Among 2, 550 critically ill patients, 200 (8%) presented with severe acidemia, and 155 (6% of the total admissions) met the inclusion criteria. Almost all patients needed mechanical ventilation and vasopressors during their ICU stay, and 20% of them required renal replacement therapy within the first 24 hours of their ICU stay. Severe metabolic or mixed acidemia was associated with a mortality rate of 57% in the ICU. Delay of acidemia recovery as opposed to initial pH value was associated with increased mortality in the ICU. The type of acidemia did not influence the decision to administer sodium bicarbonate.
The incidence of severe metabolic or mixed acidemia in critically ill patients was 6% in the present study, and it was associated with a 57% mortality rate in the ICU. In contradistinction with the initial acid-base parameters, the rapidity of acidemia recovery was an independent risk factor for mortality. Sodium bicarbonate prescription was very heterogeneous between ICUs. Further studies assessing specific treatments may be of interest in this population.
PMCID: PMC3334789  PMID: 21995879
7.  Severe Imported Falciparum Malaria: A Cohort Study in 400 Critically Ill Adults 
PLoS ONE  2010;5(10):e13236.
Large studies on severe imported malaria in non-endemic industrialized countries are lacking. We sought to describe the clinical spectrum of severe imported malaria in French adults and to identify risk factors for mortality at admission to the intensive care unit.
Methodology and Principal Findings
Retrospective review of severe Plasmodium falciparum malaria episodes according to the 2000 World Health Organization definition and requiring admission to the intensive care unit. Data were collected from medical charts using standardised case-report forms, in 45 French intensive care units in 2000–2006. Risk factors for in-hospital mortality were identified by univariate and multivariate analyses.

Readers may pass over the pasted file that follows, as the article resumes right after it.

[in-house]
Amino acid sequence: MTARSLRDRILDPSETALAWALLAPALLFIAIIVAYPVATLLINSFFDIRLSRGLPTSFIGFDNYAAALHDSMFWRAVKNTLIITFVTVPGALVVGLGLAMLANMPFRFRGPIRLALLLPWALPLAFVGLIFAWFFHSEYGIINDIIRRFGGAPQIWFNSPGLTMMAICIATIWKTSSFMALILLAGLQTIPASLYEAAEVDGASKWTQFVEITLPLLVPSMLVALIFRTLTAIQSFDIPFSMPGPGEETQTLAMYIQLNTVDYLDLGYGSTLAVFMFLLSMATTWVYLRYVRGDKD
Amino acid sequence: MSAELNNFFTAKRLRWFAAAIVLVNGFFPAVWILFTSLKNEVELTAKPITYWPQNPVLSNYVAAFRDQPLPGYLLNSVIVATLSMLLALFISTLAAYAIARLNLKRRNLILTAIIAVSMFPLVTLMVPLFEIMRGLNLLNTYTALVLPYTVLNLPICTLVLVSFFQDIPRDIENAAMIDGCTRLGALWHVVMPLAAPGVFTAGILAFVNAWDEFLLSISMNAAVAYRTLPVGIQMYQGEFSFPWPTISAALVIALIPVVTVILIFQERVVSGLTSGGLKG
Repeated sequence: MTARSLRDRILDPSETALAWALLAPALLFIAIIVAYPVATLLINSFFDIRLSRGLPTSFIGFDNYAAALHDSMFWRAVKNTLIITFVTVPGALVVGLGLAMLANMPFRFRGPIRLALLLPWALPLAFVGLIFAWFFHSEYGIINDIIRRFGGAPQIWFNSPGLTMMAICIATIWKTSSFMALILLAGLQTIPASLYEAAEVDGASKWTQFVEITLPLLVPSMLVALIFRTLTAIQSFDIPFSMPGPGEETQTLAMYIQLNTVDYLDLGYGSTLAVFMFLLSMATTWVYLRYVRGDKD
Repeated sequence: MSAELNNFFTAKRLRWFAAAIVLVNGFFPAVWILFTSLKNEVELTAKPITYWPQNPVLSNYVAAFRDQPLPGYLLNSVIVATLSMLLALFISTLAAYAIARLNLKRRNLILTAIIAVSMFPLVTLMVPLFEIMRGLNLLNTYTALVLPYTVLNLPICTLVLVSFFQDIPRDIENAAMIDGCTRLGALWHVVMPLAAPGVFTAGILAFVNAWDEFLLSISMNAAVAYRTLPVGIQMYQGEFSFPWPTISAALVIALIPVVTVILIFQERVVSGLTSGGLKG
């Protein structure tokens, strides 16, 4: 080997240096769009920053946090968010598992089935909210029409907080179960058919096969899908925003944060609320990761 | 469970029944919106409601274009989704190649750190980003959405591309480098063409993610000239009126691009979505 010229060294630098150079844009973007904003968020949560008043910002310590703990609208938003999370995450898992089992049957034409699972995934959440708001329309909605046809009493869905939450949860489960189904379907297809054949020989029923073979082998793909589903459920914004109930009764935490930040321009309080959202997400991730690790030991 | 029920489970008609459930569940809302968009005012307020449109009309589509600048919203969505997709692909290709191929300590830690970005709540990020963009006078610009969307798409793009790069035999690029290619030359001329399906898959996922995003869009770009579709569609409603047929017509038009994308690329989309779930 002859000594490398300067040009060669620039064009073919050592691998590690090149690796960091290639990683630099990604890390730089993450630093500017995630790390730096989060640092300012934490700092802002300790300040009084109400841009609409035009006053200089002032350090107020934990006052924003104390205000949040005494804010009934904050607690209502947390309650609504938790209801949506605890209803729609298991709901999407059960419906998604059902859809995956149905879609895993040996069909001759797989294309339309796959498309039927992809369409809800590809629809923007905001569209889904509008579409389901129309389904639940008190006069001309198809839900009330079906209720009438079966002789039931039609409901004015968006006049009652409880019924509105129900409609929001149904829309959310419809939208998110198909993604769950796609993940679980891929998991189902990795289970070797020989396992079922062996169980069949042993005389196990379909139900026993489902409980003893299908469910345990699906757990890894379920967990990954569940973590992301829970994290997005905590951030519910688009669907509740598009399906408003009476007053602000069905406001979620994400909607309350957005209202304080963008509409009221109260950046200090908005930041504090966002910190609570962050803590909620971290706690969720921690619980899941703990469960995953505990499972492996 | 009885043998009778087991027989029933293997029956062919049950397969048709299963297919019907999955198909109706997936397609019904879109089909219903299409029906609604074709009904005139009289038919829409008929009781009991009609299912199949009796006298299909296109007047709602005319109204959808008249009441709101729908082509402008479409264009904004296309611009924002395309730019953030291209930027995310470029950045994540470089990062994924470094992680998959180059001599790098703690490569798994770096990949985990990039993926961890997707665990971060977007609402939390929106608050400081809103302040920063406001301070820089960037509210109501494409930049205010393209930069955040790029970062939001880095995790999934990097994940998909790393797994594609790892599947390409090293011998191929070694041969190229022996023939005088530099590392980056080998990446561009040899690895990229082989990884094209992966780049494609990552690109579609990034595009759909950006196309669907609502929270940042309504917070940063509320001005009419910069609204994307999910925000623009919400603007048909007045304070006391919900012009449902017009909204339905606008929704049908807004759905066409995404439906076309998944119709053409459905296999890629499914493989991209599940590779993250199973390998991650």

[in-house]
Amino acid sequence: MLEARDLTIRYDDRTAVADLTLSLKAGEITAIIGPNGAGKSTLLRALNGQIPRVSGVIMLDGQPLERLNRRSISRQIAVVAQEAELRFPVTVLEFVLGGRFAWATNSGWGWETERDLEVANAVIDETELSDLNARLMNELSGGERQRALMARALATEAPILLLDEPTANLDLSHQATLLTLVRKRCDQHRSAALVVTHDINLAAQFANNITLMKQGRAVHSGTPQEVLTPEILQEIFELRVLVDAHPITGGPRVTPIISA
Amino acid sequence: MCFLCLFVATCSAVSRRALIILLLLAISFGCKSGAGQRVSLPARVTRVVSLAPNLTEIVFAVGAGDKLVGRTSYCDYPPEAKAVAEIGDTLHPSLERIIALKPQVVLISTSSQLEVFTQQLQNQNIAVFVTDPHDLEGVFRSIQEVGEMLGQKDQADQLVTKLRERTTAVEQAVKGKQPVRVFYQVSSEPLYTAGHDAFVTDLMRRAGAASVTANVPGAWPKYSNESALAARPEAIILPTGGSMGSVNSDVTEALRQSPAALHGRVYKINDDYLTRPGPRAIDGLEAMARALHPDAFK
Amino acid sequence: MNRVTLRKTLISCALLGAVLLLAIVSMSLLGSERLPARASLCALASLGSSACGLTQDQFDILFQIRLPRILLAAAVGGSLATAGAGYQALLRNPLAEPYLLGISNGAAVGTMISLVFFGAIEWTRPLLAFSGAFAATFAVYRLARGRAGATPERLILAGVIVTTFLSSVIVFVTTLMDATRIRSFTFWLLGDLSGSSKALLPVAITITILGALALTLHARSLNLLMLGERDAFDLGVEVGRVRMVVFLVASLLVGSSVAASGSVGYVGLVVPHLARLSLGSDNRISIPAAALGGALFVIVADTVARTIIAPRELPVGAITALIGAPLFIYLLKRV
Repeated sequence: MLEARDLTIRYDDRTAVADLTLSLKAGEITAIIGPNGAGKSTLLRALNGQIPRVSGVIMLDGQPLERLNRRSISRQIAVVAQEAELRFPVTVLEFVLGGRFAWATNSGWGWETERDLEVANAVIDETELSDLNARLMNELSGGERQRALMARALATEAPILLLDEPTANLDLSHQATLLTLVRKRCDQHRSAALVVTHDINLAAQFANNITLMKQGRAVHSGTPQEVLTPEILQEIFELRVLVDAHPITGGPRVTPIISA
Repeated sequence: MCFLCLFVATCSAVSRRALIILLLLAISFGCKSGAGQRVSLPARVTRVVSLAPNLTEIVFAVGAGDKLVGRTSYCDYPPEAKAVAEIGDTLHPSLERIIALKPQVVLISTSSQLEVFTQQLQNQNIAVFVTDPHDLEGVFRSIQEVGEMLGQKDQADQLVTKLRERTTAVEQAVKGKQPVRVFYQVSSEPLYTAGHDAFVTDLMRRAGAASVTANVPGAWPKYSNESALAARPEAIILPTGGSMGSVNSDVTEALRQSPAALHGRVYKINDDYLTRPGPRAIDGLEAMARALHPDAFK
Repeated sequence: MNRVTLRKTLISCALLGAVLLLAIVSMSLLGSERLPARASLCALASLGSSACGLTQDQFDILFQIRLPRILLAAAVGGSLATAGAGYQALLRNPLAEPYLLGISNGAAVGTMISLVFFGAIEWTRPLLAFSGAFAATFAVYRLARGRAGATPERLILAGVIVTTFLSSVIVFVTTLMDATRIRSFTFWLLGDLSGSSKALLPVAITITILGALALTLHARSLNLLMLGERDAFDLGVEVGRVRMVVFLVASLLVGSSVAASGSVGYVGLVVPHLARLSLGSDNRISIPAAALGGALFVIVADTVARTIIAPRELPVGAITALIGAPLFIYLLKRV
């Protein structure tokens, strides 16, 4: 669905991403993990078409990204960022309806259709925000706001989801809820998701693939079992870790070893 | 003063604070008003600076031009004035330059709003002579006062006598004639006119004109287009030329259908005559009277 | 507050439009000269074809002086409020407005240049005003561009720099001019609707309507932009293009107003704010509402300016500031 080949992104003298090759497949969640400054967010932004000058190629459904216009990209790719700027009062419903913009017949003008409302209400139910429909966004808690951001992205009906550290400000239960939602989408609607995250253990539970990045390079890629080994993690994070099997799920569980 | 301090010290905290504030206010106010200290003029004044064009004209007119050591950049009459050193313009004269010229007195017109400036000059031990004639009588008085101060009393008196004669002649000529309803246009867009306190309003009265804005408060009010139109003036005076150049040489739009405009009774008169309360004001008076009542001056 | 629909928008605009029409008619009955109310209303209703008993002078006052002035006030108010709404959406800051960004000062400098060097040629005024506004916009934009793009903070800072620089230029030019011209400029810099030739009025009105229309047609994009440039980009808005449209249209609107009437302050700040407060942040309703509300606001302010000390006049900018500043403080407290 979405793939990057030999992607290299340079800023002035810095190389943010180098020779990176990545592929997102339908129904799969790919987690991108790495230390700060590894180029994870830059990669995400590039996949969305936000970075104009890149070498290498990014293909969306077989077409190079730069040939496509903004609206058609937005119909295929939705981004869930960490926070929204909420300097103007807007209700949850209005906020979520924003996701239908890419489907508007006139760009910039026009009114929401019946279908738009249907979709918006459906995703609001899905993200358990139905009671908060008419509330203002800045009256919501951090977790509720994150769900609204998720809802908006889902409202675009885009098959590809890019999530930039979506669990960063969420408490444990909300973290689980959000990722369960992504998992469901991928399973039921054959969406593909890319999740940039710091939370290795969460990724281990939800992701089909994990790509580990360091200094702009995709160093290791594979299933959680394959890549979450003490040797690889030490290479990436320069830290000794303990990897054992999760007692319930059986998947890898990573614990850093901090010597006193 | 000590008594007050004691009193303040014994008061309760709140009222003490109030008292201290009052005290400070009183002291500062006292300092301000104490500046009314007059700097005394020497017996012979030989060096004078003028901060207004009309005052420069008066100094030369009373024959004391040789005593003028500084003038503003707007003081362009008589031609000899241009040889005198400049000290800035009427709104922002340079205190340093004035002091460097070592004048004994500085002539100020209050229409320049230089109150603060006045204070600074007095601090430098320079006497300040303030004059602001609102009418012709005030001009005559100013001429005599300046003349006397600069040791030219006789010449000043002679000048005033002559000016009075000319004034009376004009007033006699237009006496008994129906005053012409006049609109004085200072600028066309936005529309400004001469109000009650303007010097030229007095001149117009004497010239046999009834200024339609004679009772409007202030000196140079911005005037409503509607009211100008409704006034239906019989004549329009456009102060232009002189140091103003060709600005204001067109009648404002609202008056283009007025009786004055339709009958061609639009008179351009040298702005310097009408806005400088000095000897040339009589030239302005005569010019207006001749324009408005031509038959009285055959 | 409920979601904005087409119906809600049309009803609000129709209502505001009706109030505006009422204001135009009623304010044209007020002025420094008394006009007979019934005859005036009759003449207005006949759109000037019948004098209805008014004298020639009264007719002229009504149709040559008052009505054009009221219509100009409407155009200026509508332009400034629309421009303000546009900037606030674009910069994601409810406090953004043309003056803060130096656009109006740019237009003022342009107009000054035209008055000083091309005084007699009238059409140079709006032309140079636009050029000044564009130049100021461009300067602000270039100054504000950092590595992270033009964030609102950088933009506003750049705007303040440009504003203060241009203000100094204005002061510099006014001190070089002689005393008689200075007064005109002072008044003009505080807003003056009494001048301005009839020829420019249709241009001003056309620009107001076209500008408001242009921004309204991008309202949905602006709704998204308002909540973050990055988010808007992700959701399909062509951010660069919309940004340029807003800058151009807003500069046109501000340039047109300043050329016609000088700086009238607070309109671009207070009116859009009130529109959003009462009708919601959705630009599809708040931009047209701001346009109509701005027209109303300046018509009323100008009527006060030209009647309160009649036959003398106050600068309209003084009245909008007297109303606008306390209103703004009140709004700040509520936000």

Data from 400 adults admitted to the intensive care unit were analysed, representing the largest series of severe imported malaria to date. Median age was 45 years; 60% of patients were white, 96% acquired the disease in sub-Saharan Africa, and 65% had not taken antimalarial chemoprophylaxis. Curative quinine treatment was used in 97% of patients. Intensive care unit mortality was 10.5% (42 deaths). By multivariate analysis, three variables at intensive care unit admission were independently associated with hospital death: older age (per 10-year increment, odds ratio [OR], 1.72; 95% confidence interval [95%CI], 1.28–2.32; P = 0.0004), Glasgow Coma Scale score (per 1-point decrease, OR, 1.32; 95%CI, 1.20–1.45; P<0.0001), and higher parasitemia (per 5% increment, OR, 1.41; 95%CI, 1.22–1.62; P<0.0001).
Conclusions and Significance
In a large population of adults treated in a non-endemic industrialized country, severe malaria still carried a high mortality rate. Our data, including predictors of death, can probably be generalized to other non-endemic countries where high-quality healthcare is available.
PMCID: PMC2951913  PMID: 20949045
8.  Fatal Streptococcus equi subsp. ruminatorum Infection in a Man 
Emerging Infectious Diseases  2007;13(12):1964-1966.
PMCID: PMC2874427  PMID: 18258065
Streptococcus equi subspecies ruminatorum; HIV; 16S ribosomal RNA gene; zoonosis; meningitis; bacteremia; letter
9.  Molecular Evidence that Nasal Carriage of Staphylococcus aureus Plays a Role in Respiratory Tract Infections of Critically Ill Patients 
Journal of Clinical Microbiology  2005;43(7):3491-3493.
The relationship between nasal Staphylococcus aureus carriage and lower respiratory tract infections was studied in 16 critically ill patients. S. aureus strains from nasal and bronchial samples were characterized by pulsed-field gel electrophoresis. In all but one case, nasal and bronchial strains were genetically identical in the same patients.
PMCID: PMC1169150  PMID: 16000487

Results 1-9 (9)